The HIV-1 nucleocapsid protein does not function as a transcriptional activator on its own cognate promoter.
ABSTRACT The human immunodeficiency virus type 1 (HIV-1) nucleocapsid (NC) is a multifunctional, zinc finger-containing protein known to be involved in almost every step of the viral life cycle. We therefore examined the effects of NC in vivo as a transcription activator on the basal transcriptional activity of the HIV-1 U3 and Rous sarcoma virus (RSV) promoters, as well as HIV-1 long terminal repeats (LTRs) such as the U3R and U3RU5 regions, using promoter-fused reporter gene assays, Western blot analyses, and quantitative real time-polymerase chain reaction. From these studies, we found that the basal transcriptional levels of the HIV-1 U3 and RSV promoters were barely enhanced by the presence of NC. Placing the U3R region upstream of reporter genes greatly increased transcriptional activity compared to that of the U3 promoter alone, and such activity was further increased by Tat expression. However, neither transcription driven by U3R itself nor Tat-mediated transcriptional activation of the U3R was further increased by the addition of NC. Similar results were also observed with U3RU5 of the HIV-1 LTR region in the presence of either NC or Gag protein. Thus, these results indicate that the HIV NC protein is unable to act as a transcriptional activator on its cognate and possibly other retroviral promoters.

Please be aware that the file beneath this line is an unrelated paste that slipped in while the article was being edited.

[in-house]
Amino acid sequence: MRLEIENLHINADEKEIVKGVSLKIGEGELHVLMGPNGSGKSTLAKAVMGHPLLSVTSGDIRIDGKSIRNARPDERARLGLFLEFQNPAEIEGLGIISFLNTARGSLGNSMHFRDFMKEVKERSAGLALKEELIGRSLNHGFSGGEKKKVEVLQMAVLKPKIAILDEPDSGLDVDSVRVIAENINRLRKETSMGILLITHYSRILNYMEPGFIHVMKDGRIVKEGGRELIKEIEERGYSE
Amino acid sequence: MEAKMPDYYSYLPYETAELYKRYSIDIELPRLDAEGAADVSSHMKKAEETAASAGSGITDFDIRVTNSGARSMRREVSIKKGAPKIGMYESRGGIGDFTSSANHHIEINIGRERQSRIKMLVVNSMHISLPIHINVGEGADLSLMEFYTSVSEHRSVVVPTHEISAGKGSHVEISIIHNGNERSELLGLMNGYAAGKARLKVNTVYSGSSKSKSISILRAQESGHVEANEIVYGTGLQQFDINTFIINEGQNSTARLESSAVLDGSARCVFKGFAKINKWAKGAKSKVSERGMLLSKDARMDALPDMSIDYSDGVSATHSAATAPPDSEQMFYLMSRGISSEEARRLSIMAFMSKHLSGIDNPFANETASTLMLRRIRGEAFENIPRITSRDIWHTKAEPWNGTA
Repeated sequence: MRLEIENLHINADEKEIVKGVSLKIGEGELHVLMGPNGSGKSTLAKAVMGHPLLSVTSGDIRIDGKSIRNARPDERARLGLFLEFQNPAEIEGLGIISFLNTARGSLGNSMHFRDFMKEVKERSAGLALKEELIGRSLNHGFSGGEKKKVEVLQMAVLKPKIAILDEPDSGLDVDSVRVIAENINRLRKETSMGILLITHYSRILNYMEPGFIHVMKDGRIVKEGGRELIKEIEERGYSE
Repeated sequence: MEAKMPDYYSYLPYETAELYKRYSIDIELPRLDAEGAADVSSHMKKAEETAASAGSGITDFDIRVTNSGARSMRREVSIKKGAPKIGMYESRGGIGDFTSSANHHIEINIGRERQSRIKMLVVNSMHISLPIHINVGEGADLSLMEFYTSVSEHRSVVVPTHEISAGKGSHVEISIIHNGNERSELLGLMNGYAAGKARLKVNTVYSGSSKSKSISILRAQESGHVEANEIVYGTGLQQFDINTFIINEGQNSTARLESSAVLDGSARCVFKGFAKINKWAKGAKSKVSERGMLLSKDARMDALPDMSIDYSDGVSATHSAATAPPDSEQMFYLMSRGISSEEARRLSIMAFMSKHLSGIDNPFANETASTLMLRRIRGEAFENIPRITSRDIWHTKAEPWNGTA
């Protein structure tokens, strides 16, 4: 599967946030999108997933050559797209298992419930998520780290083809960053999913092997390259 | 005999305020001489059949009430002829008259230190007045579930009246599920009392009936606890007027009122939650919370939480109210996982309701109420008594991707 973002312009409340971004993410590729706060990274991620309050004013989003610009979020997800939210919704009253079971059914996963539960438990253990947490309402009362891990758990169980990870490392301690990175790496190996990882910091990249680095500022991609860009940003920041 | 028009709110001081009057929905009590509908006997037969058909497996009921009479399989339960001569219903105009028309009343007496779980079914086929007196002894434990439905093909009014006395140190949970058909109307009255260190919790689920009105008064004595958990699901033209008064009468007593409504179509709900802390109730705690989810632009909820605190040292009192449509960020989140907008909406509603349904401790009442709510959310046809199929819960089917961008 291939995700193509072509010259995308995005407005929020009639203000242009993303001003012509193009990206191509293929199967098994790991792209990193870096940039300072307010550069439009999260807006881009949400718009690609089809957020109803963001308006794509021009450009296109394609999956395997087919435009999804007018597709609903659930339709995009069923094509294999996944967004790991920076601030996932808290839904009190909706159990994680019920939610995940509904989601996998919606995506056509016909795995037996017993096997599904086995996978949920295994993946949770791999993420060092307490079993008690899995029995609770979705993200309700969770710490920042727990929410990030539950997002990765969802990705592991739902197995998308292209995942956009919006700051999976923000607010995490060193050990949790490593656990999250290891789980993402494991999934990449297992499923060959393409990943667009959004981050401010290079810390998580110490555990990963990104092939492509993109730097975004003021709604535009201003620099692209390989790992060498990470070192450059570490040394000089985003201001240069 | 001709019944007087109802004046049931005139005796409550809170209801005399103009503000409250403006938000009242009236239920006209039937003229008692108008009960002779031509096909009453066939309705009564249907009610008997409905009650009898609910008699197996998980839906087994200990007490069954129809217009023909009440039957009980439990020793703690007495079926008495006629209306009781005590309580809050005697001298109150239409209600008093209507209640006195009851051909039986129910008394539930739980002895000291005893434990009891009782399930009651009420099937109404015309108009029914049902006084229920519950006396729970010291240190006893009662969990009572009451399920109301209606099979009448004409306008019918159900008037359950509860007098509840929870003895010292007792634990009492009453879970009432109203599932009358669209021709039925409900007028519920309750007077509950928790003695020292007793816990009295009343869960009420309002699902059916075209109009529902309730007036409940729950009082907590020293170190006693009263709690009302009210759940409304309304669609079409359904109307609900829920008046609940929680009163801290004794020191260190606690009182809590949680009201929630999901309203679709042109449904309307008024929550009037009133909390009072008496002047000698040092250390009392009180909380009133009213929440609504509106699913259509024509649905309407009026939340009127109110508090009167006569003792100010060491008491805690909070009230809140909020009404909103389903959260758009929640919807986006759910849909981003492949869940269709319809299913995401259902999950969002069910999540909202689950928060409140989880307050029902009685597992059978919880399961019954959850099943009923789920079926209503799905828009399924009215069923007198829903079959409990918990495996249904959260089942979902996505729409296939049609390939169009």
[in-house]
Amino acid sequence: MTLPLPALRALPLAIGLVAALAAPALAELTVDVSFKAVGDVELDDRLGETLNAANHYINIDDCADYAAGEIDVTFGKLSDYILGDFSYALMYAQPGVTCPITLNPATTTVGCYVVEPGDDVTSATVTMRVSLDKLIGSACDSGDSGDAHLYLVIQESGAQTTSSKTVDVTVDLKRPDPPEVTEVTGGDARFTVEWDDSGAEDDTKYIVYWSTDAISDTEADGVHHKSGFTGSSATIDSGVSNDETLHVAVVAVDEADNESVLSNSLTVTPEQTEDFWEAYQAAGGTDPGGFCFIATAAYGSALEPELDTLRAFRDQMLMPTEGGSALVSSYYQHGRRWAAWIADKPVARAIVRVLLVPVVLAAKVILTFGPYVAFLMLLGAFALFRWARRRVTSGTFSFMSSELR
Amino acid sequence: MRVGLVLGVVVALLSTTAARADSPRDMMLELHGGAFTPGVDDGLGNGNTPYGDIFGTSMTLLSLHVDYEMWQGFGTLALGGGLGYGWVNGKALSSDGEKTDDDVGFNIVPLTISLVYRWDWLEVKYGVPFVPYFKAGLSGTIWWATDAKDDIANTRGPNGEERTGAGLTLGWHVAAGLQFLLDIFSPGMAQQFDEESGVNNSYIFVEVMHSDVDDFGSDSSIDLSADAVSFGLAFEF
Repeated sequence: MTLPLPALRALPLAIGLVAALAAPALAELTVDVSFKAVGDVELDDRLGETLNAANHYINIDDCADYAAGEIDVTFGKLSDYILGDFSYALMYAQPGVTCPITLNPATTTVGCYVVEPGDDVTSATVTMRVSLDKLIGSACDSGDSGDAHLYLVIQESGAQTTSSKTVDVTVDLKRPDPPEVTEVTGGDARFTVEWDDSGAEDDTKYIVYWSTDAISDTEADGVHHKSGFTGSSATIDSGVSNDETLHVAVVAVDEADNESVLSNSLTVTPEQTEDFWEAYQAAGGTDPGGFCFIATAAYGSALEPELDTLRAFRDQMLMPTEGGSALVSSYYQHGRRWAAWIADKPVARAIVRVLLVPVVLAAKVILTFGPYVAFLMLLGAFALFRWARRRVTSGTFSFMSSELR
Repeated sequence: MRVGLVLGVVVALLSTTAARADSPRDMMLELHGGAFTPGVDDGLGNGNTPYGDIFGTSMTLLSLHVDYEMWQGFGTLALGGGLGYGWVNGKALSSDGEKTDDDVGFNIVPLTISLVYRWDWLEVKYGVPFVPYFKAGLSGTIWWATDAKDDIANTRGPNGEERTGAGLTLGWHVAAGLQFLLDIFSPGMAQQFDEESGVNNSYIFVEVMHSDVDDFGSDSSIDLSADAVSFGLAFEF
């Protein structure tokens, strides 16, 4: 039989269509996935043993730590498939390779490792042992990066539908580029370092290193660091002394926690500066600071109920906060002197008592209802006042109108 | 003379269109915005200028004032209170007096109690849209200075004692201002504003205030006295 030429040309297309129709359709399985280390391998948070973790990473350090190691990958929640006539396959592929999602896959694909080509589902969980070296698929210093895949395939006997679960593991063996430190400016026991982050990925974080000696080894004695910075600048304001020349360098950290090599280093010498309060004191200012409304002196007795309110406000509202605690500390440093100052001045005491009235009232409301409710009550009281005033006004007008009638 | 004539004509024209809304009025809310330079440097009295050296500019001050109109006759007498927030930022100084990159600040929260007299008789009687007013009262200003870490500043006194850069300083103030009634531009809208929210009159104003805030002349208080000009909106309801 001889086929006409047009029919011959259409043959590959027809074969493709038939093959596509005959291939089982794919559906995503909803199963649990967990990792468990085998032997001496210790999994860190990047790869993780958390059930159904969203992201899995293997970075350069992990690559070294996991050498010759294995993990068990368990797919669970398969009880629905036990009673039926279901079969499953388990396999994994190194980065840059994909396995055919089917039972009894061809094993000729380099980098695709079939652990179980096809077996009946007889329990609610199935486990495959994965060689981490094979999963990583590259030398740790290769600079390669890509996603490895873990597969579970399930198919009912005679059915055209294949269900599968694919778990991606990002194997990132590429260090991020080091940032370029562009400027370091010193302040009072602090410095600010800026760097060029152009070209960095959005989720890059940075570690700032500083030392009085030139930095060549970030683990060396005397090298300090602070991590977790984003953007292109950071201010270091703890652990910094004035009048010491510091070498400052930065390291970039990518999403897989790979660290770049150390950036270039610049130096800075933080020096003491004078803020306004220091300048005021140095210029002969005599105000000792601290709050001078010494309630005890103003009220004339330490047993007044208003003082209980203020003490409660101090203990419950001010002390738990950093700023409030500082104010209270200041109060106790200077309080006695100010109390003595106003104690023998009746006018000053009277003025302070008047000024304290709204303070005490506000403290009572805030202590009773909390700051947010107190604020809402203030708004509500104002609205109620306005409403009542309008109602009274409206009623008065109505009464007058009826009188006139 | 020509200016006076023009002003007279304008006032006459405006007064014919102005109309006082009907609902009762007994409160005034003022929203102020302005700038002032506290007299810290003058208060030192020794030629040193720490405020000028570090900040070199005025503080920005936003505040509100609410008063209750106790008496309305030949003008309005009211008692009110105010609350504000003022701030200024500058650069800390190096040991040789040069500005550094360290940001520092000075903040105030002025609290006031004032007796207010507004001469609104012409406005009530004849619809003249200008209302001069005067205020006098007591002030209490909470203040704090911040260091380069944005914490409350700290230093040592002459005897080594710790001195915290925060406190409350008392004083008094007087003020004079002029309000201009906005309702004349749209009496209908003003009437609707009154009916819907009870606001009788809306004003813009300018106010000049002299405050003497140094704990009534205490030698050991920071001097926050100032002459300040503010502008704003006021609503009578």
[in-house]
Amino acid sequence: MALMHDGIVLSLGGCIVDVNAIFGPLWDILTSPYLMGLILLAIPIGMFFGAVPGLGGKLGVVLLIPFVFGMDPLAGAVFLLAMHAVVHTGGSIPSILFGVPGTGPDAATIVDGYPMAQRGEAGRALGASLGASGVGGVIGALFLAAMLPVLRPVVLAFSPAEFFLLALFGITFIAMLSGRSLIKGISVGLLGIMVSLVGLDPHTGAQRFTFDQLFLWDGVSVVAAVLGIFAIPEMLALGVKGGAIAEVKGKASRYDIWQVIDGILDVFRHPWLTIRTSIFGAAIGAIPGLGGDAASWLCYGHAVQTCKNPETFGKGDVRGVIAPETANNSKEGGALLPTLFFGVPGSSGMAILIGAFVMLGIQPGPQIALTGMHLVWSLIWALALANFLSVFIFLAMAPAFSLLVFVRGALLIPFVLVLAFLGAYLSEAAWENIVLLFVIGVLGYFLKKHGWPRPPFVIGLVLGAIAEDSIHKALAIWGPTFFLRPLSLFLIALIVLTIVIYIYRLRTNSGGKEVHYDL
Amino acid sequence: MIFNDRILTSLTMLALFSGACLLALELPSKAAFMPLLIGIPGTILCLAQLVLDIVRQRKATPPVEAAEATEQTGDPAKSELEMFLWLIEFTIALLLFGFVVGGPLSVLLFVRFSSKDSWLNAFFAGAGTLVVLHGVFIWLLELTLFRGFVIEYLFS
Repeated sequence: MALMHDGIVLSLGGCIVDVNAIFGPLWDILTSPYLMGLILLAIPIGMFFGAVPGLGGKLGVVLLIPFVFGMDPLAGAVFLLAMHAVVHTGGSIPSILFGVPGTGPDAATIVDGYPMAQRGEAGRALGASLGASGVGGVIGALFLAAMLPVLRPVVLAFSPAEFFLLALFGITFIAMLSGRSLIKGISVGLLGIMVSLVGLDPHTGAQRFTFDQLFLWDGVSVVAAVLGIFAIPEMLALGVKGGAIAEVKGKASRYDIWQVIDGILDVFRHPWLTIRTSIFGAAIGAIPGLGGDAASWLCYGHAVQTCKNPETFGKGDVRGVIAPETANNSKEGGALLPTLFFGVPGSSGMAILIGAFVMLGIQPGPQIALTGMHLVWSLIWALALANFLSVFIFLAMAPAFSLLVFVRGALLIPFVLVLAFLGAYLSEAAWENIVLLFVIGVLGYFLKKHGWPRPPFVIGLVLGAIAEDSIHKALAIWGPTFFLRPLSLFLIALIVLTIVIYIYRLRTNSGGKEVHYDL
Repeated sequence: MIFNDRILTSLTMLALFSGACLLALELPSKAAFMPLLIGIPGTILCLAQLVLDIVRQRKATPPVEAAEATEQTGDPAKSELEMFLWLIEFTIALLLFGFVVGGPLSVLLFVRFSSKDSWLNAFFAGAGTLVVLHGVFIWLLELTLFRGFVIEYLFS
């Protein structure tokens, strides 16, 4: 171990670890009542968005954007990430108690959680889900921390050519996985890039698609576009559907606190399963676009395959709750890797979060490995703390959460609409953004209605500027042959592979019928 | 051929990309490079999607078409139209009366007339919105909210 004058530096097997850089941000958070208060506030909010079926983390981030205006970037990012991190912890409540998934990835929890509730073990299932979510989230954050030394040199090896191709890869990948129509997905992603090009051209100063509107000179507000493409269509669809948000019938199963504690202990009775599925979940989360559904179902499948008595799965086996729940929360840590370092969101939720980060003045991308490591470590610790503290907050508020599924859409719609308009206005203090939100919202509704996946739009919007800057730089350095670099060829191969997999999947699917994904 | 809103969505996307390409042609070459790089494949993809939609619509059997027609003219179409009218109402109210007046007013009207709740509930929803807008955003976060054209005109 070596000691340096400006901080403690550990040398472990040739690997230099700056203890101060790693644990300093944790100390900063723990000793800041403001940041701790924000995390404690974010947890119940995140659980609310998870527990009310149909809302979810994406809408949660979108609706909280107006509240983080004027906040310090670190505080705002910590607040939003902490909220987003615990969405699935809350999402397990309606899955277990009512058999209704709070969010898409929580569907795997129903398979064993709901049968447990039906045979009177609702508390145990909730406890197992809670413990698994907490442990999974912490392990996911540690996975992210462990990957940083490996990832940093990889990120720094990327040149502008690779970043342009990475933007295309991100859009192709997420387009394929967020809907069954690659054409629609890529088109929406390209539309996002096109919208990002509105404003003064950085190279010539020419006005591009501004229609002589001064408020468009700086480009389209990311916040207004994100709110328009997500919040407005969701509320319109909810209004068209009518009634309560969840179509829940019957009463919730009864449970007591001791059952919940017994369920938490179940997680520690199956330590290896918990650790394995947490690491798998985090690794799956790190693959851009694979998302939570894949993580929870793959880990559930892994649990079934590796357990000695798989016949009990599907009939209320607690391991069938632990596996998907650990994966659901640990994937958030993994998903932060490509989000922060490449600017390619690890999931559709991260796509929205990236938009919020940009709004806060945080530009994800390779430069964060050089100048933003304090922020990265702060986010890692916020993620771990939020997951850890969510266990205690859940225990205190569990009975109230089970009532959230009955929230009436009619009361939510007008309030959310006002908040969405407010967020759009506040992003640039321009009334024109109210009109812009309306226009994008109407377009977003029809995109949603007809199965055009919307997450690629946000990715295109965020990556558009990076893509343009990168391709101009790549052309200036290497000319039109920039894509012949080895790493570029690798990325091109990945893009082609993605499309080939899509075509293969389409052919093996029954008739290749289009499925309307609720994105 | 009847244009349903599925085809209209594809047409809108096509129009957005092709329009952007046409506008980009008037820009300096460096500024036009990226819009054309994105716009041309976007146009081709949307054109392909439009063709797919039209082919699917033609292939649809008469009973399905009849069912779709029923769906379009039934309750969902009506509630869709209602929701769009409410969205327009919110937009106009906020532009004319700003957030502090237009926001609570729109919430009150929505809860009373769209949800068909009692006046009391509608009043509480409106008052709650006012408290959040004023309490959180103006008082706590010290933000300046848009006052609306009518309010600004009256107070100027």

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ABSTRACT: Despite inherent limitations, the ease and rapidity of their use make transiently expressed reporter gene assays the most frequently used techniques for analyzing promoters and transcriptional regulators. The results of transient reporter gene assays are generally accepted to reflect transcriptional processes correctly, though these assays study regulatory sequences outside of the chromosomal environment and draw conclusions on transcription based on enzyme activity determination. For transient reporter gene assays, often more than one promoter is introduced into one cell. In addition to the one driving the primary reporter gene expression, a further one might serve to ensure the production of an internal control second reporter or/and a trans-acting factor. We demonstrate here by various examples that interference between physically unlinked promoters can profoundly affect reporter expression. Results of reporter gene assays performed by combinations of the cytomegalovirus promoter and various other promoter constructs (human immunodeficiency virus [HIV], Human T-cell Leukemia Virus Type I (HTLV-I), NF-κB-responsive, and p53-responsive) and trans-activator factors (HIV-Tat and p53) in different host cell lines (U2OS, HeLa, and L929) prove that interference between active transcription units can modify transcription responses dramatically. Since the interference depends on the promoters used, on the amount of transfected DNA, on the host cells, and on other factors, extra caution is required in interpreting results of transient reporter gene assays.DNA and cell biology 09/2012; 31(11):1580-4. · 2.28 Impact Factor